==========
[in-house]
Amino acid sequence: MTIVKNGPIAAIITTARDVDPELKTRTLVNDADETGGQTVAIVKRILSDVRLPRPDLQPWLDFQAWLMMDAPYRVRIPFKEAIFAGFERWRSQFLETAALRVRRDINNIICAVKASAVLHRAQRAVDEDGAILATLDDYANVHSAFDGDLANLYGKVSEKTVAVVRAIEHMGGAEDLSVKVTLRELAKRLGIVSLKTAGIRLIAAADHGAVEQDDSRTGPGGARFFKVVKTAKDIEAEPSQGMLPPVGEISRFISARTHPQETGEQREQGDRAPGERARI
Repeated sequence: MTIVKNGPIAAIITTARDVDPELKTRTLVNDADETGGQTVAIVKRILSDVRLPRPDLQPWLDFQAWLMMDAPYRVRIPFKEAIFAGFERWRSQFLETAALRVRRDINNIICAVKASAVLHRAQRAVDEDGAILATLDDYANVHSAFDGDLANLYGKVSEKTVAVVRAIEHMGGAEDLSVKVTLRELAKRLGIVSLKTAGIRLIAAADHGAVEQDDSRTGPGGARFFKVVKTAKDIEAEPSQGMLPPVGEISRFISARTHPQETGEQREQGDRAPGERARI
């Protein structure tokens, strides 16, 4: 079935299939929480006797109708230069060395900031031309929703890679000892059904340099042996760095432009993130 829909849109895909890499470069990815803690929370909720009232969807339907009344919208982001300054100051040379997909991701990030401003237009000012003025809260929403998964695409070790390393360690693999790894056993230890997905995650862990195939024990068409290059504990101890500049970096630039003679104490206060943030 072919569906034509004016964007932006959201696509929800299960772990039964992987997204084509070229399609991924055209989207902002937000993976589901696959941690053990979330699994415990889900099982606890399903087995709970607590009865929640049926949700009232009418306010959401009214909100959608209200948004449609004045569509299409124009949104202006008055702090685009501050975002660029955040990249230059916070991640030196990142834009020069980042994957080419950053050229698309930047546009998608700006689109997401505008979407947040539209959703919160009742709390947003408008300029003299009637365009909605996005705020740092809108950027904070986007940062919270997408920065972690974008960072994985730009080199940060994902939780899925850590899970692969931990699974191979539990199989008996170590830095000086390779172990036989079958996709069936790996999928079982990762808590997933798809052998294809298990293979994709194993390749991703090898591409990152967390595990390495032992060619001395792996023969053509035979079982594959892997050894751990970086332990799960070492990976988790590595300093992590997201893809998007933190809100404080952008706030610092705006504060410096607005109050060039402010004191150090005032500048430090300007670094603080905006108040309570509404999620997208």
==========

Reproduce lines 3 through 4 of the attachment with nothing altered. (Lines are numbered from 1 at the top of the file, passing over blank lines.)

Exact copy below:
Repeated sequence: MTIVKNGPIAAIITTARDVDPELKTRTLVNDADETGGQTVAIVKRILSDVRLPRPDLQPWLDFQAWLMMDAPYRVRIPFKEAIFAGFERWRSQFLETAALRVRRDINNIICAVKASAVLHRAQRAVDEDGAILATLDDYANVHSAFDGDLANLYGKVSEKTVAVVRAIEHMGGAEDLSVKVTLRELAKRLGIVSLKTAGIRLIAAADHGAVEQDDSRTGPGGARFFKVVKTAKDIEAEPSQGMLPPVGEISRFISARTHPQETGEQREQGDRAPGERARI
């Protein structure tokens, strides 16, 4: 079935299939929480006797109708230069060395900031031309929703890679000892059904340099042996760095432009993130 829909849109895909890499470069990815803690929370909720009232969807339907009344919208982001300054100051040379997909991701990030401003237009000012003025809260929403998964695409070790390393360690693999790894056993230890997905995650862990195939024990068409290059504990101890500049970096630039003679104490206060943030 072919569906034509004016964007932006959201696509929800299960772990039964992987997204084509070229399609991924055209989207902002937000993976589901696959941690053990979330699994415990889900099982606890399903087995709970607590009865929640049926949700009232009418306010959401009214909100959608209200948004449609004045569509299409124009949104202006008055702090685009501050975002660029955040990249230059916070991640030196990142834009020069980042994957080419950053050229698309930047546009998608700006689109997401505008979407947040539209959703919160009742709390947003408008300029003299009637365009909605996005705020740092809108950027904070986007940062919270997408920065972690974008960072994985730009080199940060994902939780899925850590899970692969931990699974191979539990199989008996170590830095000086390779172990036989079958996709069936790996999928079982990762808590997933798809052998294809298990293979994709194993390749991703090898591409990152967390595990390495032992060619001395792996023969053509035979079982594959892997050894751990970086332990799960070492990976988790590595300093992590997201893809998007933190809100404080952008706030610092705006504060410096607005109050060039402010004191150090005032500048430090300007670094603080905006108040309570509404999620997208």